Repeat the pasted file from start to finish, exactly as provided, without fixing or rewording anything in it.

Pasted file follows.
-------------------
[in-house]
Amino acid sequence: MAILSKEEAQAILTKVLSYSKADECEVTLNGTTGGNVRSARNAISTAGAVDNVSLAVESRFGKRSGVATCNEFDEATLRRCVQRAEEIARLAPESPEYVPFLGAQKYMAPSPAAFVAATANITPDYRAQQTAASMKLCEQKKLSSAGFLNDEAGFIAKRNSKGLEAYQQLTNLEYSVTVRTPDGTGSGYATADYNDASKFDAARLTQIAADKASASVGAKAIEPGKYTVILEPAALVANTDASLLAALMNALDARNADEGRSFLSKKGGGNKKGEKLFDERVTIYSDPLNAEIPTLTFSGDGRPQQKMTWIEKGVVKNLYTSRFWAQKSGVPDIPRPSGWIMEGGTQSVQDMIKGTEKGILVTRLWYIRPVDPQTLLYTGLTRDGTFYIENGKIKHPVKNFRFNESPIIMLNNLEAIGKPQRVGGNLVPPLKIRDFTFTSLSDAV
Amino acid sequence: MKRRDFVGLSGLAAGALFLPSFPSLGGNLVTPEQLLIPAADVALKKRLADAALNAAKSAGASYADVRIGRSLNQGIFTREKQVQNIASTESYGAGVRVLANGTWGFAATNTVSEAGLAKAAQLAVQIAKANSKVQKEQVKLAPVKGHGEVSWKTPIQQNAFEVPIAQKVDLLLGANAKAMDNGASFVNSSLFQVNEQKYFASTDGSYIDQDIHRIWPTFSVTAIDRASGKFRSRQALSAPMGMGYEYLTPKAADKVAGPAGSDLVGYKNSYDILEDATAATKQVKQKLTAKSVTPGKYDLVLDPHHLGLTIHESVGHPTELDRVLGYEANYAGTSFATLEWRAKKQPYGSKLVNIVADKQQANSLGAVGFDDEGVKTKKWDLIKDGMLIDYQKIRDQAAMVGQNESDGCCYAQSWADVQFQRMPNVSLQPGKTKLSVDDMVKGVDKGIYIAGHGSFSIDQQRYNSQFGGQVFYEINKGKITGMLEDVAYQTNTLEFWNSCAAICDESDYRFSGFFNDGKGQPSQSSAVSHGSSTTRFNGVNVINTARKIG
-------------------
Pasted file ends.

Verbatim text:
[in-house]
Amino acid sequence: MAILSKEEAQAILTKVLSYSKADECEVTLNGTTGGNVRSARNAISTAGAVDNVSLAVESRFGKRSGVATCNEFDEATLRRCVQRAEEIARLAPESPEYVPFLGAQKYMAPSPAAFVAATANITPDYRAQQTAASMKLCEQKKLSSAGFLNDEAGFIAKRNSKGLEAYQQLTNLEYSVTVRTPDGTGSGYATADYNDASKFDAARLTQIAADKASASVGAKAIEPGKYTVILEPAALVANTDASLLAALMNALDARNADEGRSFLSKKGGGNKKGEKLFDERVTIYSDPLNAEIPTLTFSGDGRPQQKMTWIEKGVVKNLYTSRFWAQKSGVPDIPRPSGWIMEGGTQSVQDMIKGTEKGILVTRLWYIRPVDPQTLLYTGLTRDGTFYIENGKIKHPVKNFRFNESPIIMLNNLEAIGKPQRVGGNLVPPLKIRDFTFTSLSDAV
Amino acid sequence: MKRRDFVGLSGLAAGALFLPSFPSLGGNLVTPEQLLIPAADVALKKRLADAALNAAKSAGASYADVRIGRSLNQGIFTREKQVQNIASTESYGAGVRVLANGTWGFAATNTVSEAGLAKAAQLAVQIAKANSKVQKEQVKLAPVKGHGEVSWKTPIQQNAFEVPIAQKVDLLLGANAKAMDNGASFVNSSLFQVNEQKYFASTDGSYIDQDIHRIWPTFSVTAIDRASGKFRSRQALSAPMGMGYEYLTPKAADKVAGPAGSDLVGYKNSYDILEDATAATKQVKQKLTAKSVTPGKYDLVLDPHHLGLTIHESVGHPTELDRVLGYEANYAGTSFATLEWRAKKQPYGSKLVNIVADKQQANSLGAVGFDDEGVKTKKWDLIKDGMLIDYQKIRDQAAMVGQNESDGCCYAQSWADVQFQRMPNVSLQPGKTKLSVDDMVKGVDKGIYIAGHGSFSIDQQRYNSQFGGQVFYEINKGKITGMLEDVAYQTNTLEFWNSCAAICDESDYRFSGFFNDGKGQPSQSSAVSHGSSTTRFNGVNVINTARKIG